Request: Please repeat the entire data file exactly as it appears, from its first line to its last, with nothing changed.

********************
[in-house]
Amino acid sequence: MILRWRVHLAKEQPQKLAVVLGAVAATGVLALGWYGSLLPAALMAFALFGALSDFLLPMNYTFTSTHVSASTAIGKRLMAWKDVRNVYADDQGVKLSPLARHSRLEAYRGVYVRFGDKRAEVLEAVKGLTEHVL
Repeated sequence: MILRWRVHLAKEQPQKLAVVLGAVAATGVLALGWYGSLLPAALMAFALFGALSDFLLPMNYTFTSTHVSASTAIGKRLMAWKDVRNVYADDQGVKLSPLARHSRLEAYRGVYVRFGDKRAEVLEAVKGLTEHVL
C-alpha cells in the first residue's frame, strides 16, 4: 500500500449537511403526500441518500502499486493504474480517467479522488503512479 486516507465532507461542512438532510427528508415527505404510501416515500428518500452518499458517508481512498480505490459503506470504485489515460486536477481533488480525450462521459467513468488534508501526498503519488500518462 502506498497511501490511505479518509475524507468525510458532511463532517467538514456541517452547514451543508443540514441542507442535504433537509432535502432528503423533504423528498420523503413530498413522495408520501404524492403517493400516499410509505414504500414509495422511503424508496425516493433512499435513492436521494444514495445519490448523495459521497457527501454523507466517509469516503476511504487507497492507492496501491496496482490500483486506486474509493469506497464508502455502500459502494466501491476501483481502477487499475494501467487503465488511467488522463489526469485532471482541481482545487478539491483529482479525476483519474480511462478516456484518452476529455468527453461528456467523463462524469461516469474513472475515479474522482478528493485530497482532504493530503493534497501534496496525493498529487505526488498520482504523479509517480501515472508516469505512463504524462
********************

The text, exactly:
[in-house]
Amino acid sequence: MILRWRVHLAKEQPQKLAVVLGAVAATGVLALGWYGSLLPAALMAFALFGALSDFLLPMNYTFTSTHVSASTAIGKRLMAWKDVRNVYADDQGVKLSPLARHSRLEAYRGVYVRFGDKRAEVLEAVKGLTEHVL
Repeated sequence: MILRWRVHLAKEQPQKLAVVLGAVAATGVLALGWYGSLLPAALMAFALFGALSDFLLPMNYTFTSTHVSASTAIGKRLMAWKDVRNVYADDQGVKLSPLARHSRLEAYRGVYVRFGDKRAEVLEAVKGLTEHVL
C-alpha cells in the first residue's frame, strides 16, 4: 500500500449537511403526500441518500502499486493504474480517467479522488503512479 486516507465532507461542512438532510427528508415527505404510501416515500428518500452518499458517508481512498480505490459503506470504485489515460486536477481533488480525450462521459467513468488534508501526498503519488500518462 502506498497511501490511505479518509475524507468525510458532511463532517467538514456541517452547514451543508443540514441542507442535504433537509432535502432528503423533504423528498420523503413530498413522495408520501404524492403517493400516499410509505414504500414509495422511503424508496425516493433512499435513492436521494444514495445519490448523495459521497457527501454523507466517509469516503476511504487507497492507492496501491496496482490500483486506486474509493469506497464508502455502500459502494466501491476501483481502477487499475494501467487503465488511467488522463489526469485532471482541481482545487478539491483529482479525476483519474480511462478516456484518452476529455468527453461528456467523463462524469461516469474513472475515479474522482478528493485530497482532504493530503493534497501534496496525493498529487505526488498520482504523479509517480501515472508516469505512463504524462